By Jack Doppelt
Our social justice journalism project is not yet a year old. As we launched it with the support of the McCormick Foundation, we were committed to doing something that trains a lens on issues that matter to those in communities that are off the beaten journalistic track. We knew we wanted to report in depth. We knew we didn’t want to compromise our reporting or credibility by being advocates. We also knew, though, that we wanted to listen to community activists and to treat vulnerable people with respect and with care to not stigmatize or put them in harm’s way as we give voice to their lives. Some journalistic rules might need to be reexamined in the process. The first step in addressing societal inequities and systemic abuses is in recognizing that they exist. We knew we had to depict the impact on individuals and communities in vivid ways. And we were seeking co-publishing partners to help get the word out.
The Social Justice News Nexus [SJNN] was born, and our first group of reporting fellows set out to dissect how the war on drugs, and the corrosive use of drugs, have conspired to devastate some of Chicago’s communities. In her story just published on the Gate News in Spanish and English, on ChicagoNow, and anchored here on SJNN, Jackie Serrato sought to set the record straight about her own neighborhood, Little Village.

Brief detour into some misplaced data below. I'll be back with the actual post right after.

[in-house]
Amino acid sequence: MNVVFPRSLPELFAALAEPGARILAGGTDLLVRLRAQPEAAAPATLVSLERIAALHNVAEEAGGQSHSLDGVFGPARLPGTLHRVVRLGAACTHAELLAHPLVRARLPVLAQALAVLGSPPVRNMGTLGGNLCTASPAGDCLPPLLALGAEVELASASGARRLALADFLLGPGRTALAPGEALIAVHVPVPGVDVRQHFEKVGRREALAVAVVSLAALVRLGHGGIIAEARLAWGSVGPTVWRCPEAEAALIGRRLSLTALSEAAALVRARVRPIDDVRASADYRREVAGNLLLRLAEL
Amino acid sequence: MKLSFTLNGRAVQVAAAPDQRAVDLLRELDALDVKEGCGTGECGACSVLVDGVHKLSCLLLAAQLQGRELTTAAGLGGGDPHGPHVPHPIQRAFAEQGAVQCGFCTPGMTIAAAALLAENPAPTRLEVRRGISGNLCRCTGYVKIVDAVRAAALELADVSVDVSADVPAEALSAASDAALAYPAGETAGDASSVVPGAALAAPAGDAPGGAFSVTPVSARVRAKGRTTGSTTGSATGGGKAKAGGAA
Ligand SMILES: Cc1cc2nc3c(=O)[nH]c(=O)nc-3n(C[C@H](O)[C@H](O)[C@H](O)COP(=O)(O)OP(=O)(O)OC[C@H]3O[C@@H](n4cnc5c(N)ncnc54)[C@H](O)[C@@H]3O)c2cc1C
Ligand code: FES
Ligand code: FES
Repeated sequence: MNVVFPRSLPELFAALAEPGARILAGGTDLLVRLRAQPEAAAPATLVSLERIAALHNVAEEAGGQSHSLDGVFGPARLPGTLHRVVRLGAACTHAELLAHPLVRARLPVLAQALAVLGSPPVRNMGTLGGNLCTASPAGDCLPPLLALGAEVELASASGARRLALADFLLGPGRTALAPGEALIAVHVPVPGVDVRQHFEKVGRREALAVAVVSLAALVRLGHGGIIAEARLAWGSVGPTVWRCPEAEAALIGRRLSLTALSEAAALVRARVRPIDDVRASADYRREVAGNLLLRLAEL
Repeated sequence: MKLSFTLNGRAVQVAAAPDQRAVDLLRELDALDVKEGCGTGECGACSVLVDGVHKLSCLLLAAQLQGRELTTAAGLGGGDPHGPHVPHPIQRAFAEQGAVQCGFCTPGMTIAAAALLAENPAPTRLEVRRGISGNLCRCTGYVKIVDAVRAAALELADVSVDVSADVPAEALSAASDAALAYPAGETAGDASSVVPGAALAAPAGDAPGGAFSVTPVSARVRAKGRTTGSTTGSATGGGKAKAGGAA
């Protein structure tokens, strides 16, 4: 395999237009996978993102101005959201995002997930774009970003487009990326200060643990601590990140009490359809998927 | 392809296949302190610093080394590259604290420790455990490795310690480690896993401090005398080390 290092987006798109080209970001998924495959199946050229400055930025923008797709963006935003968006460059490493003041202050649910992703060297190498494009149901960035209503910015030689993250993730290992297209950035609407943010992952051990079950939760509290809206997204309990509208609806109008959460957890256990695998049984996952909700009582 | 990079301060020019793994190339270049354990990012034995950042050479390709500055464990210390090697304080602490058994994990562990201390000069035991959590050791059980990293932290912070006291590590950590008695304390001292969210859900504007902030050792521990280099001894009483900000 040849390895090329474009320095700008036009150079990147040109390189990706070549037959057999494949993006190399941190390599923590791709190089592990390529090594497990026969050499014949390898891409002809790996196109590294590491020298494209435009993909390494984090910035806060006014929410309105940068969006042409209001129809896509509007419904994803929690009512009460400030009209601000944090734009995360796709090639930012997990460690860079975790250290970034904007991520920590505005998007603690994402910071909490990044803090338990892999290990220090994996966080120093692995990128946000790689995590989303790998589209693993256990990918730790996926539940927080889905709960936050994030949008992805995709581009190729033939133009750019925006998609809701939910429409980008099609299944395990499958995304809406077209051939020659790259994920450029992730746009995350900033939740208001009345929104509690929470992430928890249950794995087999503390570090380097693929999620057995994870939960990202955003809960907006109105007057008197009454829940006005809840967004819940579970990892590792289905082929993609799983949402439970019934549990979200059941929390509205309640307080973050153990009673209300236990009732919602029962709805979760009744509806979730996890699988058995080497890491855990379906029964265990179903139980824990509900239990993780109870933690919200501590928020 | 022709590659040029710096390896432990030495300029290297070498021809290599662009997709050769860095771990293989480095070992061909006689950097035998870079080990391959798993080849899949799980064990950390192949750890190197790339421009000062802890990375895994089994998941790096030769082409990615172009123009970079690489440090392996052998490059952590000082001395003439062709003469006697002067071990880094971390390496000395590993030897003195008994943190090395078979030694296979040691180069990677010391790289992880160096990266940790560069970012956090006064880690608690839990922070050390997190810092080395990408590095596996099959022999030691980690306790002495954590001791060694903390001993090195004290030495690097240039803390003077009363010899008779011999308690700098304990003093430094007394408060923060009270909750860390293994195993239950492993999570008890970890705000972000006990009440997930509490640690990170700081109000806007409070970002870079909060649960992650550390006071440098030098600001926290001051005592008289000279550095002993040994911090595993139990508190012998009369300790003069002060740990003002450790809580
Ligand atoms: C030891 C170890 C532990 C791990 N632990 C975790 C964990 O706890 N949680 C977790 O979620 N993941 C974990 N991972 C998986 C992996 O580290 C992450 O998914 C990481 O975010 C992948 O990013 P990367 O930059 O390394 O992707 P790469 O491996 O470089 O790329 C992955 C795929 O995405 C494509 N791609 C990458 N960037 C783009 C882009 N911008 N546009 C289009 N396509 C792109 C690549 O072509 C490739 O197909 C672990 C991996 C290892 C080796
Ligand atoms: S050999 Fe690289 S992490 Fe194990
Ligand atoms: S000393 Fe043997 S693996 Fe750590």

What emerged is a dynamic multi-media, data-driven combination of audio, community mapping, and an online survey of 175 Little Village residents that punctures the stereotype of a community that is a hub of the Mexican drug cartels.
Her story – Gangs and Narcotics in Little Village: Media Hype vs. Reality – takes us from a recent Friday night into a civics lesson that traces Mexican gang activity back to its origins in segregation and ethnic rivalries when Lithuanians and Bohemians in Little Village made life hard for the newcomers. What she discovered is a community that is gang divided from east to west, whose Mexican American cultural codes of keeping lethal drugs away from kids trumps over gang codes of turf-driven profit making.
Police data confirm that there is not much on the ground trafficking in heroin in Little Village, no open air markets, no recognized intersections for drug dealing and fewer drug stash houses than elsewhere in the city. Her conclusion: To view Little Village as a a battlefield of the war on drugs is to miss a hard reality and to substitute a misguided truthi-ism that matters.
As one retired gang member put it: “We ain’t no drug hub. We’re a gangbanging hub. Get it right.”
As we enter our second cycle of stories – this one on the intersections of mental health and the criminal justice system – we strive to get it right. Two stories help frame where our stories are headed; the first is a personal account by Medill freshman Lauren Harris – My brother could be Michael Brown – and the other is A Visit to the Cook County Jail. Please check them out and continue to visit SJNN and our blogs on these issues as we produce our series, to be published in the spring.